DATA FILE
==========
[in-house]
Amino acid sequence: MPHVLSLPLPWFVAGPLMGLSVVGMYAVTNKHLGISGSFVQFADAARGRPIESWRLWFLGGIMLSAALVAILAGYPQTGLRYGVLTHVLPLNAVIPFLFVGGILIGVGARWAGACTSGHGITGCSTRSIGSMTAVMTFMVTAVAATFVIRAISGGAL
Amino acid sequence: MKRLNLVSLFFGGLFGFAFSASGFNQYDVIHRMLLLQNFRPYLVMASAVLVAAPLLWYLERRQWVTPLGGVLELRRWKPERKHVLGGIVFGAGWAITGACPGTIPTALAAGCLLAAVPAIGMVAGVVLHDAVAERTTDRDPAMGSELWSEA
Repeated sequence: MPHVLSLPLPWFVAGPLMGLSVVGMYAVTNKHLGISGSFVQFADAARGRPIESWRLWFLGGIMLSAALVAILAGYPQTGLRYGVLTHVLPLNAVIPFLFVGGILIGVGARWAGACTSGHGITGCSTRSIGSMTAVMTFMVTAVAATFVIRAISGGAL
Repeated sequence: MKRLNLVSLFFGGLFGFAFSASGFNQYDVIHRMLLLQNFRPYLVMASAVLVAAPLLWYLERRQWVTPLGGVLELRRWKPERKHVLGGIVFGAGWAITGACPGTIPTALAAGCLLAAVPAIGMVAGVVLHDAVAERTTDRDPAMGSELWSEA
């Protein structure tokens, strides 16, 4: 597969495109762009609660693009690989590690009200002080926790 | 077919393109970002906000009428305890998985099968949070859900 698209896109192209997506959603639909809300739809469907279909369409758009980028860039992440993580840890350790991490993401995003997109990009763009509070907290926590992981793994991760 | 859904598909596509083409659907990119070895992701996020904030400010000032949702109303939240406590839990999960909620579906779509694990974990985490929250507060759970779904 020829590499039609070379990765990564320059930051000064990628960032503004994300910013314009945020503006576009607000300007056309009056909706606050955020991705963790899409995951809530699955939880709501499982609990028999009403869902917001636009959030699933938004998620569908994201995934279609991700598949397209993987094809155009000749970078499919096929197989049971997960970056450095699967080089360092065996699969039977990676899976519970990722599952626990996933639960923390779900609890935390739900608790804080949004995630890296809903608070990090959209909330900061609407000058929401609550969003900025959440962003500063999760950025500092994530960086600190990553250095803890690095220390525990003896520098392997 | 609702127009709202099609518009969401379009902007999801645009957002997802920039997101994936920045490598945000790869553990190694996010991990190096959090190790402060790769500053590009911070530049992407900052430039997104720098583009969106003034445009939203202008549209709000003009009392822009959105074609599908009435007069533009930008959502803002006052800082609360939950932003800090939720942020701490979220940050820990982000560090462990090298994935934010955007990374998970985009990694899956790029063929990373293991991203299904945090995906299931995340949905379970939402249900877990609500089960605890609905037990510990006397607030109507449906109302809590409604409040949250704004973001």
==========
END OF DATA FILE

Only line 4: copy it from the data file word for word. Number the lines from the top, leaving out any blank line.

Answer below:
Repeated sequence: MPHVLSLPLPWFVAGPLMGLSVVGMYAVTNKHLGISGSFVQFADAARGRPIESWRLWFLGGIMLSAALVAILAGYPQTGLRYGVLTHVLPLNAVIPFLFVGGILIGVGARWAGACTSGHGITGCSTRSIGSMTAVMTFMVTAVAATFVIRAISGGAL